First There Was Doorstep Delivery, Now There Is “In-Home” Delivery

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4Q 2017 | IN-4768

Many retailers including Amazon, Walmart, and Zappos are known for quick and affordable shipping direct to your home or office. Walmart wants to take this one step further and deliver goods inside your home. This week, Walmart announced a partnership with smart lock company August to provide secure and convenient delivery of goods inside the home and even stocking goods in the home cupboard or fridge. It will initially be launched as a trial in the Silicon Valley market with opt-in customers. Last-mile delivery of these shipments will be handled by a third-party service, Deliv.

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Walmart and August Partner for In-Home Delivery

NEWS


Many retailers including Amazon, Walmart, and Zappos are known for quick and affordable shipping direct to your home or office. Walmart wants to take this one step further and deliver goods inside your home. This week, Walmart announced a partnership with smart lock company August to provide secure and convenient delivery of goods inside the home and even stocking goods in the home cupboard or fridge. It will initially be launched as a trial in the Silicon Valley market with opt-in customers. Last-mile delivery of these shipments will be handled by a third-party service, Deliv.

Another Step in the Walmart/Amazon Delivery Battle

IMPACT


Key to the trial is the ability for Deliv couriers to gain access to the delivery address via the installation of an August smart lock, doorbell, and cameras. The August devices will recognize a one-time passcode to enable delivery access to the home with notifications also being sent to the customer throughout the process.

This is the first test of its kind that Walmart is conducting, but in July, its online subsidiary, Jet.com announced a pilot where more than 100,000 residents living in 1,000 buildings in New York City would get free and full access to Latch’s residential “R” system for the exterior door of their building. The installation of the Latch system would be paid for by a “joint investment” from Jet and Latch. However, the partnership is a marketing partnership, not a technology integration, aimed at providing Jet.com with information on customers in Latch-equipped buildings.

Walmart’s Sam’s Club launched a delivery service using Deliv last year. For its part, August has built out its device offerings from a single door lock to include a variety of door locks, webcams, and a smart doorbell. 

This Test May “Open Doors” to Many Opportunities

COMMENTARY


Monitored security players that have helped pioneer popular smart home services such as ADT and Vivint in the United States have long touted the addition of smart home services to enable secure deliveries when the resident is away from the home. But for those with the comfort level to trust opening their home remotely to deliveries, it has been a feature that had to be managed in real time by the resident. The Walmart trial will test how appealing handing over control to a third-party everything may be.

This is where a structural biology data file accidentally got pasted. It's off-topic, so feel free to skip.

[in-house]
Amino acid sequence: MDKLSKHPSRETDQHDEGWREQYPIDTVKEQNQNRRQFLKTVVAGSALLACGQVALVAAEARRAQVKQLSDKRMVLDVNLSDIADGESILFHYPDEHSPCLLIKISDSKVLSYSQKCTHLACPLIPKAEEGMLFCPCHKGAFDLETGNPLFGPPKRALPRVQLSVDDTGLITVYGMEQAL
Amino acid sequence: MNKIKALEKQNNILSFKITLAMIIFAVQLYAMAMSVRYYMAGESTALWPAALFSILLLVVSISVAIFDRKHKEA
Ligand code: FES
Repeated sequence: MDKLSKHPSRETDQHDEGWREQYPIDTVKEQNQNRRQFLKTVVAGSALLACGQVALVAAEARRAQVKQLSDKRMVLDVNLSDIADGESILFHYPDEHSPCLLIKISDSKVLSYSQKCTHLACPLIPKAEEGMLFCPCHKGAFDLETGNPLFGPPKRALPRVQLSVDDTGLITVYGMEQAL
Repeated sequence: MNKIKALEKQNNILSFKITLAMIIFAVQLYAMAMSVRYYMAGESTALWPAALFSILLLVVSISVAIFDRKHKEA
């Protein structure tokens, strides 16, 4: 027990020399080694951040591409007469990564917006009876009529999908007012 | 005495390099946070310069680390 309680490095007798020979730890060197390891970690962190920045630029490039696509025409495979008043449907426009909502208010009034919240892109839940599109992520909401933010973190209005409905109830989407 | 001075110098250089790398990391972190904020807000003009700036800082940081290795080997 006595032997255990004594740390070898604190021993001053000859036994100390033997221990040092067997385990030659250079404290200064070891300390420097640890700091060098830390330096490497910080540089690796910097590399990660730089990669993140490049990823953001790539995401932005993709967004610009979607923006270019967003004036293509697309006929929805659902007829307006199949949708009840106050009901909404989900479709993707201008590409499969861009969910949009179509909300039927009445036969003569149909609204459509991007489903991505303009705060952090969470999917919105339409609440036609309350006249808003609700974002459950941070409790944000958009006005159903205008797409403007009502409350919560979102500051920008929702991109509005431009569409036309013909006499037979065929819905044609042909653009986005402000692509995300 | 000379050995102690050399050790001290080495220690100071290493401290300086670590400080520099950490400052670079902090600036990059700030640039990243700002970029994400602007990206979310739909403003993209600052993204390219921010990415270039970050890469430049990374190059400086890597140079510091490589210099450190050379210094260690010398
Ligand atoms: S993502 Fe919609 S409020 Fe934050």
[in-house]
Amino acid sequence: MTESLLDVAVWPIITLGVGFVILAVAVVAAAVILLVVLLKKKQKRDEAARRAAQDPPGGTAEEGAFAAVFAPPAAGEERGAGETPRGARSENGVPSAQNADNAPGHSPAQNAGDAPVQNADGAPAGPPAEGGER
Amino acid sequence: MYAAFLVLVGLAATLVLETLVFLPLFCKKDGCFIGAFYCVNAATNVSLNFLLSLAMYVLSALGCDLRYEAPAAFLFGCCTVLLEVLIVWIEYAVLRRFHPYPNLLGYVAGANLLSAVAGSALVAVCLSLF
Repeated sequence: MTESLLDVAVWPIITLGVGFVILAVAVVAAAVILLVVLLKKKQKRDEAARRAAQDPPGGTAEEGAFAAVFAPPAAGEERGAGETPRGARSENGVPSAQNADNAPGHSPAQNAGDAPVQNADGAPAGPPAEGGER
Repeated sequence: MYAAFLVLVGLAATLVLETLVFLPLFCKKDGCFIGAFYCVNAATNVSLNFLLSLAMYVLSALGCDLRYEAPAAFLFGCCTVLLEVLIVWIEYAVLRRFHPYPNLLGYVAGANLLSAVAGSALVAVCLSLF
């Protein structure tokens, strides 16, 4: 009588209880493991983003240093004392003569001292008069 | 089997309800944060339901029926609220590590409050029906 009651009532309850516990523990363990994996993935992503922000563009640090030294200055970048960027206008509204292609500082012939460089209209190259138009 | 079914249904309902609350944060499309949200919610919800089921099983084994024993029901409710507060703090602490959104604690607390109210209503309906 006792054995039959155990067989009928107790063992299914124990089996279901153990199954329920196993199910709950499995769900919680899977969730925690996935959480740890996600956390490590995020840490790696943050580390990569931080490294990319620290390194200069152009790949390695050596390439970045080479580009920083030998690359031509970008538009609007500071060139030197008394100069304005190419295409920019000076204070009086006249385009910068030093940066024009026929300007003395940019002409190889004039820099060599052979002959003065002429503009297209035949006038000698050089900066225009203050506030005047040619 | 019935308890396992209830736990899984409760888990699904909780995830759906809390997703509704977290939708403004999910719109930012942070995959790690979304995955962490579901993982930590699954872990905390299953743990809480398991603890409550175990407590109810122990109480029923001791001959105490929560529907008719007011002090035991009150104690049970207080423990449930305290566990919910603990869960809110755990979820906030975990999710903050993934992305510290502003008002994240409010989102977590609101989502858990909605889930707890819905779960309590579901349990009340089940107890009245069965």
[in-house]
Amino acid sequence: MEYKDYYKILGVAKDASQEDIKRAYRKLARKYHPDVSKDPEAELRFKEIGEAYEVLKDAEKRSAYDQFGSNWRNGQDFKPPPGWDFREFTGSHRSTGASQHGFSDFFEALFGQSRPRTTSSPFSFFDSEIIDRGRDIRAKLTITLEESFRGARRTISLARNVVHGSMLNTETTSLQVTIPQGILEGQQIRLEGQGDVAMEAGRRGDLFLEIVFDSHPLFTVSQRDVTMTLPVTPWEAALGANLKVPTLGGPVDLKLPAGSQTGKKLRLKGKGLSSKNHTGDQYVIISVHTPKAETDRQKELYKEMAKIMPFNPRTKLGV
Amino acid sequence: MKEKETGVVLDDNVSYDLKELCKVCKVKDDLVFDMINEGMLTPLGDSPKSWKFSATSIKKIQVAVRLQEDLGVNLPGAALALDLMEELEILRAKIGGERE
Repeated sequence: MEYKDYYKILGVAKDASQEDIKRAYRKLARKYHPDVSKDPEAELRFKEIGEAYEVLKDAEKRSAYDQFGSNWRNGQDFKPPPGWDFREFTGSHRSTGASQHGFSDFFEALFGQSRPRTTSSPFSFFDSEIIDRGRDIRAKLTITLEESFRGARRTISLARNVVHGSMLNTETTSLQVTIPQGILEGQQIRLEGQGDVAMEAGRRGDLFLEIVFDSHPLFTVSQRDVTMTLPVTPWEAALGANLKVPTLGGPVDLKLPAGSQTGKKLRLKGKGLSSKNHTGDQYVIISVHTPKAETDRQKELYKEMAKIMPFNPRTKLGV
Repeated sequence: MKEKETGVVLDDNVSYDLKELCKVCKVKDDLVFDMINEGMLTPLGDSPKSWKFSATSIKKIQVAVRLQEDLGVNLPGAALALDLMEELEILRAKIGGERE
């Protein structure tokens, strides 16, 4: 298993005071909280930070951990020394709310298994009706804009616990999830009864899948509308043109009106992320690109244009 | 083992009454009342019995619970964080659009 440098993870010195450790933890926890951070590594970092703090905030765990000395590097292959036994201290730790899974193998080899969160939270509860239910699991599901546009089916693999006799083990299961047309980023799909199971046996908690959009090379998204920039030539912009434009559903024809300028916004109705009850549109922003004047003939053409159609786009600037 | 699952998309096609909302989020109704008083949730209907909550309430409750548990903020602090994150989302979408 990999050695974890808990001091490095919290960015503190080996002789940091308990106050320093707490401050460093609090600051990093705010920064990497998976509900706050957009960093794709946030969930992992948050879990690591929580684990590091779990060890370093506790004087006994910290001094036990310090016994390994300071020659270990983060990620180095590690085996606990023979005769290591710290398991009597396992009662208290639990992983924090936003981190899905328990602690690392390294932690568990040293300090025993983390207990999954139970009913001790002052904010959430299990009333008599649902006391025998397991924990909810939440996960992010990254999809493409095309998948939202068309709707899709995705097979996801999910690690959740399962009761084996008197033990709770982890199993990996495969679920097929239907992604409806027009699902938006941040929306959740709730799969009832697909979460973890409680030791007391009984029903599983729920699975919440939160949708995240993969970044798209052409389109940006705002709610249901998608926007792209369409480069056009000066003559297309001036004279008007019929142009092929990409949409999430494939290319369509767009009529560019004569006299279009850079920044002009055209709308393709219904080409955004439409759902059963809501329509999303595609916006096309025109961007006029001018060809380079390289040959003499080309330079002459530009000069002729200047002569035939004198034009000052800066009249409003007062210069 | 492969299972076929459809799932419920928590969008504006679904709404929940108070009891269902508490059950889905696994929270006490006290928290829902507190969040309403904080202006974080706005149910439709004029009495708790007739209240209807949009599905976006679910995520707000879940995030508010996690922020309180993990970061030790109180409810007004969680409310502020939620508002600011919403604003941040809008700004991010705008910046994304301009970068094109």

What is clear here is the further integration of smart home systems into the wider consumer ecosystem. Amazon’s investment and success with its Echo voice control front-end devices may have been the most obvious example of a retailer Trojan horse in the home, smoothing and controlling purchases from that location. We have already written about recent announcements where Amazon acquired Whole Foods stores and Walmart partnered with Google to use Google Express and Google Home services. Testing smart home control and delivery is a further integration in that process and one that increasingly depends upon smart home adoption.

Alongside its push into grocery stores, Amazon has been continuing its efforts to provide quick and affordable shipping as well.  Most of the company’s larger orders come with free shipping, free two-day shipping for Prime members, and now it will offer free same-day shipping on many items, as well as Prime Now groceries within a few hours. But if homeowners are not available when the shipment arrives, perishable goods can spoil or be stolen.

If the Walmart pilot is successful, it could pave the way for many additional purchases for those busy, on-the-go customers who can’t always be home to receive deliveries. It could also remove restrictions for delivery personnel who need to meet certain delivery time windows. Early, late, or weekend deliveries can be securely processed with or without the homeowners being present. Services such as home cleaning, electronics installation and repair, vehicle servicing and repair, or landscape services all become easier to schedule and manage.

ABI Research believes there is a need for such convenience for many consumers who are busy and not always available to receive goods at home. It is a further illustration of how smart home capabilities will increasingly reach into and affect more and more consumer industries. As such, it will be the smart home managed platform providers that can offer up the most affluent, or largest, customer base that will best be able to partner with service providers and, more importantly, monetize their smart home control platforms.

This test is another method that Walmart is employing to try to compete with Amazon. Amazon, among others, may be talking about or be set to test a similar approach, but so far, it is Walmart’s partnership with August that has stolen the lead.

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